Funding boost for My Voice

We recently got the fantastic news that My Voice, our FGM research project will receive further funding from the Scottish Government’s Violence Against Women and Girls Fund.

FGM refers to a range of procedures that intentionally alter female genitalia for no medical reason.

My Voice is working with African and Middle-Eastern communities in Scotland affected by FGM to challenge and prevent the practice, and to inform the development of appropriate support services across the country.

The funding will allow My Voice to continue its work up to 2020. The work is particularly relevant to our African Health Project, where FGM is discussed in relation to our work on sexual health and HIV.

We recently published reports documenting the first two phases of the project at a conference attended by 125 people including health professionals, social workers and other practitioners, as well as people from FGM affected communities.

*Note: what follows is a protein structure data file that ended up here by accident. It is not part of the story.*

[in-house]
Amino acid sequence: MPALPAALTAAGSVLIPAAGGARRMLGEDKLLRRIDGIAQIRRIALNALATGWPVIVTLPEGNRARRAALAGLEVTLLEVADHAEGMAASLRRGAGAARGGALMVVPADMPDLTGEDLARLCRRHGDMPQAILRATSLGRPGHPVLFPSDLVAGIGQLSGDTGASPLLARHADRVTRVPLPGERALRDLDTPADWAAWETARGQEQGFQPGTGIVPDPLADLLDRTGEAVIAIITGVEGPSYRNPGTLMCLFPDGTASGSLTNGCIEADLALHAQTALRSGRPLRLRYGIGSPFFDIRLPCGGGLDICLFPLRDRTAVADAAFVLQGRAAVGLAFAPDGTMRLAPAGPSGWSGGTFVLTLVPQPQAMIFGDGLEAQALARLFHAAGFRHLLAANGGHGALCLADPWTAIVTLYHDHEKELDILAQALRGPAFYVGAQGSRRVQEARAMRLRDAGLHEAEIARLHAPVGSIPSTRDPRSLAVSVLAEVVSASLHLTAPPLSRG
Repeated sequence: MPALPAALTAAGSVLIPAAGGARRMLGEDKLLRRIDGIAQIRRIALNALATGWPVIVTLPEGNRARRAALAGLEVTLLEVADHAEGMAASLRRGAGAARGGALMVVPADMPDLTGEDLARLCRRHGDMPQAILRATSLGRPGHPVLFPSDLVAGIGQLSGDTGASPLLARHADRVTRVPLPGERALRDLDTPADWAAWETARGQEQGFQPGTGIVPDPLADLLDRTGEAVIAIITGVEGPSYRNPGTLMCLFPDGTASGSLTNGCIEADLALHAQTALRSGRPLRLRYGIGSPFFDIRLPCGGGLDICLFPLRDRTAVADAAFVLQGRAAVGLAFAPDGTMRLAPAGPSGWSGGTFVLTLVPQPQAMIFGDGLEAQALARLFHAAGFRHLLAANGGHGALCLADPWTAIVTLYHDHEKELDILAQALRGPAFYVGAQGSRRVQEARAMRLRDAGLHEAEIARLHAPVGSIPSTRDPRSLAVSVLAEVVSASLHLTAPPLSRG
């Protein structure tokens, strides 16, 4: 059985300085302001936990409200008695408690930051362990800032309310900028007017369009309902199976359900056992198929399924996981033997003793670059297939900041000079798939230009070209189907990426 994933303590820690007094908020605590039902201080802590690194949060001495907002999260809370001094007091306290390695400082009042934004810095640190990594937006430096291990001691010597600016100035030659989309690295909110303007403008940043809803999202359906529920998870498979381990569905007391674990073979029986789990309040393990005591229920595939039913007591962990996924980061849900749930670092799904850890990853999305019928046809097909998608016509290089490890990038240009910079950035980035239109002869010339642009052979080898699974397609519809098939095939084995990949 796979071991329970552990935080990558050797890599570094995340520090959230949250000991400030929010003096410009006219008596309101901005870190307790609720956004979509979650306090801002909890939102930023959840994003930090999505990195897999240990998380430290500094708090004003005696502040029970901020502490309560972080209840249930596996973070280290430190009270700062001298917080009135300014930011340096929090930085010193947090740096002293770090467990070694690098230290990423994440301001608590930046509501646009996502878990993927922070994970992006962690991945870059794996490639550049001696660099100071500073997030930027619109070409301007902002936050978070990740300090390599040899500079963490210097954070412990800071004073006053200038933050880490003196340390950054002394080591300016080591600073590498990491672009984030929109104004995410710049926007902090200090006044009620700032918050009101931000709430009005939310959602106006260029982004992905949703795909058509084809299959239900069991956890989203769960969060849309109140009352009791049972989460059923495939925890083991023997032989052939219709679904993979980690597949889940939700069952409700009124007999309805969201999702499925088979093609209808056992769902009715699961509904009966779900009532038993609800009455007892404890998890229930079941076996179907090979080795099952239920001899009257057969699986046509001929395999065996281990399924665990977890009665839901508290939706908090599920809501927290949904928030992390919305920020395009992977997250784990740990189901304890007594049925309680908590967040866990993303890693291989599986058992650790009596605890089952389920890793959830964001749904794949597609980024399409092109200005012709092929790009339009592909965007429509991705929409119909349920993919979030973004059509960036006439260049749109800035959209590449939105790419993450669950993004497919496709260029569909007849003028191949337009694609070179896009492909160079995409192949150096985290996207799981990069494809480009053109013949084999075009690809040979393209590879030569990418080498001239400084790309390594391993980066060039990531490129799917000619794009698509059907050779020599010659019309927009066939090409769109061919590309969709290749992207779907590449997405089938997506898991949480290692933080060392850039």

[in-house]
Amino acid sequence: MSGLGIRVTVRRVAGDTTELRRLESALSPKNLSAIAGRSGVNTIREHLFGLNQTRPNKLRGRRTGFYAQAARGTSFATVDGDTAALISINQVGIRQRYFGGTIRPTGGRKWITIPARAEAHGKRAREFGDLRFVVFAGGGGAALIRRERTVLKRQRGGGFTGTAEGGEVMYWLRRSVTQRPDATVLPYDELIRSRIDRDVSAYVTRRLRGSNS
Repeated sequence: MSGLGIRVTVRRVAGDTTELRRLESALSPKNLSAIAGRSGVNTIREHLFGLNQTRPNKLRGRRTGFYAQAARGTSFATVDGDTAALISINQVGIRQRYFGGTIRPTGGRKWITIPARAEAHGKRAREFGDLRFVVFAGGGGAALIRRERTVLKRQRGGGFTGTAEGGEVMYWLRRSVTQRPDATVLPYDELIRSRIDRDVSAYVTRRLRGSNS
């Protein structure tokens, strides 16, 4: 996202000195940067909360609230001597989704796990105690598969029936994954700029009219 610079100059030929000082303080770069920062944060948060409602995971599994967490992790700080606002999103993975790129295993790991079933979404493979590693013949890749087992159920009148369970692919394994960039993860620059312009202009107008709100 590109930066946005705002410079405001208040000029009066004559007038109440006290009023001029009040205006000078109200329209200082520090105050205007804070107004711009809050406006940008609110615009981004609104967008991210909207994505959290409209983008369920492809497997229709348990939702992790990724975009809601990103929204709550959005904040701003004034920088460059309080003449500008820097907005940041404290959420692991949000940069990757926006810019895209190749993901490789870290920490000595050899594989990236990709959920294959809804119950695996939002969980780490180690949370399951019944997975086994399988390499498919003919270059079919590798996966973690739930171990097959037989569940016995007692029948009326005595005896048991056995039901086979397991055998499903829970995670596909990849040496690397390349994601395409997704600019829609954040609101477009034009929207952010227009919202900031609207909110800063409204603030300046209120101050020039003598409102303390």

In these phases, community volunteers were involved in peer-research, leading discussions about FGM with other people in the community.

The research explored the many cultural norms, values and pressures that underpin the continuing practice of FGM, which are closely tied to sexuality, morality and modesty. Discussions also looked at the law in relation to FGM, which is illegal in Scotland, and the role that voluntary organisations can play in providing support and advice to help people come forward.

The reports make a number of recommendations to support progress on eradicating FGM. With additional funding now secured for the project, we will be continuing to take this forward in the years ahead.